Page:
Ulcerative colitis is an inflammatory bowel disease (IBD) which comprises a group of diseases that affect the gastrointestinal tract. Ulcerative colitis generally occurs when the lining of the large intestine (colon or bowel) and the rectum become inflamed. This inflammation gradually produces tiny sores called ulcers on the lining of the colon. These ulcers usually begin in the rectum and spread upward, rarely affecting the small intestine beyond the lower portion. The inflammation causes the bowel to move its contents rapidly and empty. As cells on the surface lining of the bowel die, the ulcers form. This may cause severe bleeding and discharge of mucus or pus.
This disease affects people of all ages. However, the symptoms tend to develop in people aged between 15 and 30, or between the age group of 50 and 70. Depending on the severity of inflammation and the body part where it occurs, the ulcerative colitis symptoms can vary. Since the cause of this condition is unknown, researchers no longer believe that stress is at fault. Today, research focuses on the immune system and heredity for possible causes. The seriousness of symptoms varies among affected people. While in some cases the patient may incur mild symptoms, there are also other cases where the symptoms can be severe. Some common symptoms of ulcerative colitis include:
- Abdominal pain
- Increased abdominal sounds
- Bloody stools
- Rectal pain
- Weight loss
In some cases, ulcerative colitis may cause additional symptoms such as:
Signs of ulcerative colitis
When an individual has ulcerative colitis, they are bound to experience a few problems with their stool, some of which include:
Water is usually reabsorbed back into the body from a stool while it is in the colon. But because of the colon inflammation, it is unable to reabsorb water from a stool. As a result, stool remains watery, causing diarrhea instead of solid stools. If the disease is severe, the urge to empty your colon can occur fast and often. To prevent this, you might have to go to the bathroom soon after you eat. Sometimes, it may even wake you up when you’re sleeping. Certain kinds of foods, like spicy dishes or food with a high fiber content, might only exacerbate the problem. As a result, such food items must be avoided by the patient in any case. Rather, they should opt for simple foods including oatmeal, banana, plain rice and boiled potatoes.
Frequent bowel movements
The rectum is where the stools are stored for a time. But when it is inflamed, it cannot hold the stool for long, resulting in frequent bowel movements. Due to these frequent bowel movements, the patient might feel extra lethargic and restless. Regardless, they must ensure to maintain a proper liquid diet.
Blood or pus in the stool
The most common sign of ulcerative colitis is diarrhea with blood or pus in it. The patient might not notice it in the toilet, but it is still possible that they might have blood in their stool and simply be unable to see it. Ulcerative colitis causes ulcers along the inner lining of the rectum and colon, these organs become inflamed as a result. If the ulcers are severe enough, they can begin to bleed. It is possible that some of this blood can be observed in the stool after a bowel movement. Sufferers of ulcerative colitis often notice blood on toilet paper after wiping.
Over time, the ulcers may also become infected. Thus producing pus, which is the product of the body’s attempt to fight infection. Pus can be observed in the stool as well, especially if the individual has had ulcerative colitis for a long time.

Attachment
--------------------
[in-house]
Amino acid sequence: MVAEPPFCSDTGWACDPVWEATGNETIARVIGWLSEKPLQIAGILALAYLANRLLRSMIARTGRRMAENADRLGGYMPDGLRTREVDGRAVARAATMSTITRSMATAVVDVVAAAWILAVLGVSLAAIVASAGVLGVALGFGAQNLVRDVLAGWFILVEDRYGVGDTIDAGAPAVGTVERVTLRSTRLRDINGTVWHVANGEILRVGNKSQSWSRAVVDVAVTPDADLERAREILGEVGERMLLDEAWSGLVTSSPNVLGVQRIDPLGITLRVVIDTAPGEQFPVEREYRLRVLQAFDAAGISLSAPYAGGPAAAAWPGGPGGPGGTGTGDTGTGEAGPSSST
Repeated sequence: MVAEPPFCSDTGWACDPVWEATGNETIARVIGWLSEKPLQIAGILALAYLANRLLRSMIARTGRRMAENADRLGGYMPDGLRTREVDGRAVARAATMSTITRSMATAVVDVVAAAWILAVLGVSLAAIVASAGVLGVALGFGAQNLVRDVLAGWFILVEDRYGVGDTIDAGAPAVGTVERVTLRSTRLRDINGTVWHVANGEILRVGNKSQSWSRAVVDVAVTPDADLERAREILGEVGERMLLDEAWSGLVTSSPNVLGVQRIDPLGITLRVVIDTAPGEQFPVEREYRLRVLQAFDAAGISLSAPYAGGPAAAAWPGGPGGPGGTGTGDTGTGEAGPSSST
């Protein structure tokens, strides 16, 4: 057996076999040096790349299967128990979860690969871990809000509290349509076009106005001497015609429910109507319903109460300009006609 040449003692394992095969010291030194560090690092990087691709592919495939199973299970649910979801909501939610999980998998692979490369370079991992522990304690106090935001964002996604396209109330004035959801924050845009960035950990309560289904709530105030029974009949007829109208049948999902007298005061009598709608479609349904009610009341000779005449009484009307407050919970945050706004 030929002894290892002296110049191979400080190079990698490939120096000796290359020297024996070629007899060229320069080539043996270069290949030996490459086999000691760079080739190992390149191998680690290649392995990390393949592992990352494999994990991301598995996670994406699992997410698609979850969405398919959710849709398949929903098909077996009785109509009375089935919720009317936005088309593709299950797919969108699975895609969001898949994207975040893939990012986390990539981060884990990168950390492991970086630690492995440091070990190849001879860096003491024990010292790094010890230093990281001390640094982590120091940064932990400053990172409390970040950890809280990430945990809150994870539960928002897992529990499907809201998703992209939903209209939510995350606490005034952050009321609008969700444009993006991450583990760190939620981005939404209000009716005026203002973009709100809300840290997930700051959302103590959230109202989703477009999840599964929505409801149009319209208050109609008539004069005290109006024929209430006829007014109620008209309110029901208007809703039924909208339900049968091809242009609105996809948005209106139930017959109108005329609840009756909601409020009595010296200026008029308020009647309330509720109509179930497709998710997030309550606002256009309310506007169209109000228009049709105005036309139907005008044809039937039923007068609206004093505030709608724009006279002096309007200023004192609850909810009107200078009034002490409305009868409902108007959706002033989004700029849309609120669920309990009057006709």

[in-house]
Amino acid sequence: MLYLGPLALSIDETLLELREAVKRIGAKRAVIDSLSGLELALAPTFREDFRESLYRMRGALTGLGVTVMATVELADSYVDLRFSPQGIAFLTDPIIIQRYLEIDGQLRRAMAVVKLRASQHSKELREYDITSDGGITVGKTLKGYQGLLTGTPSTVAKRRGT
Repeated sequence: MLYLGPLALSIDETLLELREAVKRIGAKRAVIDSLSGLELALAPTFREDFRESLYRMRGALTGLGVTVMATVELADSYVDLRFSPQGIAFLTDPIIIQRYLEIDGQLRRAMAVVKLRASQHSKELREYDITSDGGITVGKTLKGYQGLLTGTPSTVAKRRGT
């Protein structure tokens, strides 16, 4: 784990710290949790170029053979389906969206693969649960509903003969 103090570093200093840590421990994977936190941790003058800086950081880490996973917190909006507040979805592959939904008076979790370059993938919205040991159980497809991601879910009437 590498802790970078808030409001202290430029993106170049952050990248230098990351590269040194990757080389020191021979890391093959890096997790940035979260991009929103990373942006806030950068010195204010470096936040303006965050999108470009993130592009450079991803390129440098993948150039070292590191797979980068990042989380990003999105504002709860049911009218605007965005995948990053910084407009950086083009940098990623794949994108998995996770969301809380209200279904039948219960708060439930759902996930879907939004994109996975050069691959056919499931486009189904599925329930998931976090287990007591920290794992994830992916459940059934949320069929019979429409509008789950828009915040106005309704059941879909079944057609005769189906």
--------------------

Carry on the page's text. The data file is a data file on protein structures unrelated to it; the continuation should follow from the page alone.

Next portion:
Just like stomach ulcers hurt, you can expect that ulcerative colitis will too. Sensory nerves can be found around all the organs in the body, including the colon and rectum. If the ulcers are severe enough, they may cause sensations of pain. Abdominal pain from ulcerative colitis can make the patient feel crampy and uncomfortable. It can happen before a bowel movement, or while you are in the process of performing a bowel movement.
The exact region where the pain is felt can vary depending on the affected area of the colon and rectum. The colon is fairly long and goes around the small intestines, rising to about the level of the stomach before descending down to the rectum. Ulcerative colitis often affects the lower region of the colon, though it can also affect other areas of the colon too, resulting in pain all around the abdomen. Some people with this disease have sore joints, while others noticed that their eyes incurred pain when they looked at bright lights.
There have also been complaints of fatigue and loss of appetite which leads to subsequent weight loss among those affected by ulcerative colitis. Diarrhea, loss of appetite, and not being able to absorb calories from food can make you lose weight. However, these are not directly the result of the condition, but rather the body’s reaction to the above symptoms.
It is also important to remember that ulcerative colitis is a long-term condition, which means that individuals may have the condition for weeks and even months before noting any symptoms. Besides, the severity of the symptoms will vary greatly depending on the area of the colon affected and how serious the ulcers are.
Some individuals may only experience mild symptoms, but certain trigger factors can exacerbate the symptoms, leading to:
- Ulcers in the mouth
- Red eyes which are easily irritated
- red and swollen skin on certain parts of the body
On the other hand, there are severe cases that have effects all around the body, causing:
If you have any of these symptoms, please seek medical advice from an expert. It is imperative that you get on a treatment plan as soon as possible.